How “The Body” Teaches Us to Deal With Grief
“The Body” is one of the most shocking, depressing, and exhausting episodes in BTVS history. It plunges us into an emotional freefall as we experience grief alongside Buffy, Dawn, and their friends. Every time I watch this episode, I feel like I’m reliving the death of a loved one. Which, props to Joss et al. for making it believable, but man, it’s heavy.
How could Joyce, of all people, be dead? She dealt with a tumor and had a tough run for a while, but you always thought she was going to pull through because she was JOYCE. Clueless sometimes, sure, but an intelligent, loving, and supportive mother who would do anything for her daughters – even though one of them appeared out of thin air one day. She never had a bad word to say about anyone unless they threatened her kids, in which case you knew an angry mama bear was about to come out.
With Joyce’s death, we see Buffy in a true state of panic. She’s always worried that a vampire or demon might kill one of her friends or family members, but she doesn’t know what to do when someone dies of natural causes. Buffy is overwhelmed – beyond tears the entire episode. The hardest part is when she has to pick up her sister from school.
By the look on Buffy’s face, Dawn knows something’s wrong. Buffy barely gets her out of the classroom before, in typical Dawn fashion, she insists that Buffy tell her –right then and there – what’s going on. I always find the cinematography of this scene brilliant because I feel like I’m just another student eavesdropping through the window of Dawn’s art class. I might not be able to hear Buffy, but as Dawn screams and collapses to the floor, I know exactly what she said.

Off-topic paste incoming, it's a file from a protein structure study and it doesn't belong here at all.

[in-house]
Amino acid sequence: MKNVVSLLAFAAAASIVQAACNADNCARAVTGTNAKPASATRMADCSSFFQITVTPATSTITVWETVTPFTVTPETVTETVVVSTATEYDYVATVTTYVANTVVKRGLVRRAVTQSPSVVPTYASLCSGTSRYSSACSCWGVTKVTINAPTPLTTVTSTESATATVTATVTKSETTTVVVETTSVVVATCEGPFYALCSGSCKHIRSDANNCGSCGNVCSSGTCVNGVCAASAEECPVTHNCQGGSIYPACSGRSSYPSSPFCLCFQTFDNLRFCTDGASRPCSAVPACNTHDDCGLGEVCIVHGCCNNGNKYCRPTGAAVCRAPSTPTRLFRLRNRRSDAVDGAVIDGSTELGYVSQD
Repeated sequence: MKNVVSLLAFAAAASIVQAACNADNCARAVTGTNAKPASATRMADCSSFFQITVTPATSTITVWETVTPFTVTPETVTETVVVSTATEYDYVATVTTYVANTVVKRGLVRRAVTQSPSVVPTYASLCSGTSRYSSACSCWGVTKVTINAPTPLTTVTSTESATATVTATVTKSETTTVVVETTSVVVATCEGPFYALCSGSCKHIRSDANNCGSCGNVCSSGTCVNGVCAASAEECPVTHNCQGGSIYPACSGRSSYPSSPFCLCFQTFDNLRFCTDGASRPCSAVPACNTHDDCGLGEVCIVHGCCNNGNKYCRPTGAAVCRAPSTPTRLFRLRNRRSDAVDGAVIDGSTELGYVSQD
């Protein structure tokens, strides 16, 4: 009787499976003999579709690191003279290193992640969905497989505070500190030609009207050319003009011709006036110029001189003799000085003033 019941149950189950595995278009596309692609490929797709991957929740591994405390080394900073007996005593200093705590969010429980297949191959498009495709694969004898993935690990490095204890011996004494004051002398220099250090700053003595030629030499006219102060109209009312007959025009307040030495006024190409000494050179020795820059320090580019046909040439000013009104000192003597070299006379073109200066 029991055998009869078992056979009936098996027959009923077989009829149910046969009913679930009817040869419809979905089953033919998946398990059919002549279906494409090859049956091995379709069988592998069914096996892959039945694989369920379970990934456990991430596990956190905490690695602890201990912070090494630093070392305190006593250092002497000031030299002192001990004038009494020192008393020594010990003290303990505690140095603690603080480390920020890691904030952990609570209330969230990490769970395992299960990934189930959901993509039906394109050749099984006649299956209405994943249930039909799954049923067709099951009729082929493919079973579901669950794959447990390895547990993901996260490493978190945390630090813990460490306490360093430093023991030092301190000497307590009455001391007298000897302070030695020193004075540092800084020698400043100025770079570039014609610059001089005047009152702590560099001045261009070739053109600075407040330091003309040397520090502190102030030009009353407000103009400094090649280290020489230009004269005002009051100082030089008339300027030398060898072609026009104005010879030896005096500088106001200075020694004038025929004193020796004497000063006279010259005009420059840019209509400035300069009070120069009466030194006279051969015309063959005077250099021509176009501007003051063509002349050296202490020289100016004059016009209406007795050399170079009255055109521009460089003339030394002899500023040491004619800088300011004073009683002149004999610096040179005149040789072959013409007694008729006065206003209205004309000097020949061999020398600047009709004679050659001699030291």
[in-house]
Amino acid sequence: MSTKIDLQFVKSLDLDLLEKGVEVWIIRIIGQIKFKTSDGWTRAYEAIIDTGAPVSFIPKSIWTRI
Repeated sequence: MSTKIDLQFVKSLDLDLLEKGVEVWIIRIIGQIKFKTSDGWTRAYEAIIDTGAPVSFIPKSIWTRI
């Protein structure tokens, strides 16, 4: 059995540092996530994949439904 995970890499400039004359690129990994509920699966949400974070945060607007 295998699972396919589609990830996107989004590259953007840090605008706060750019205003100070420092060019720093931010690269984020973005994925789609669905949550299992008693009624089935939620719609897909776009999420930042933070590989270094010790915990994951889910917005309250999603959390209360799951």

Dawn, for good reason, takes it the hardest, but it’s also tough on the Scoobies. Willow tries her best to calm everyone down even though she’s barely holding it together. She just wants to be there for Buffy, but when she’s alone with Tara, her anxiety really comes out. She displaces her own emotions on picking out a shirt that isn’t too silly, too happy, or too depressing.
And poor Xander. He doesn’t know how to funnel his rage, so he sends his fist through a wall because he thinks it’ll make him feel better. But that moment passes, as moments tend to do, and all his anger comes flooding back. This has a profound effect on Anya, who seems hyper-aware of Xander’s mortality as she stares at his bloody knuckles.
It’s Anya who shows us that sometimes it’s completely okay to not understand death. Yeah, I know, she’s slaughtered thousands of men for committing varying degrees of adultery, but she’s never dealt with death as a human before. By the way Buffy’s other friends react, it’s pretty easy to guess they’ve lost people in the past. Grandparents, great-grandparents – someone, at least. But Anya’s stuck on the little things – how Joyce will never brush her hair again, or drink punch, or yawn. How she’s just suddenly vanished from their lives.
Tara’s the only one who remains calm. She lost her mother at seventeen, and when she’s alone with Buffy, she uses the moment to share that with her. Tara seems to say, “This isn’t about me. I’m not trying to make it about me. But empathy, you know?” She understands what it’s like when your mom becomes a body.
That’s the thing about death. It transforms the essence of that person was into this… object, and we’re supposed to act like that’s normal. But in the moment, it’s not normal. It’s devastating. It’s weird. It’s awkward. And no one really knows how to deal with it. So they just bring you a million snacks, or punch a wall, or put way too much thought into picking out a sweater that won’t insult you.
There’s no easy way to deal with the death of a loved one. It’s a constant push-and-pull of shock, anger, and sadness, and it isn’t something we ever really get over. Ultimately, “The Body” shows how we all grieve and support each other in different ways. And that’s okay.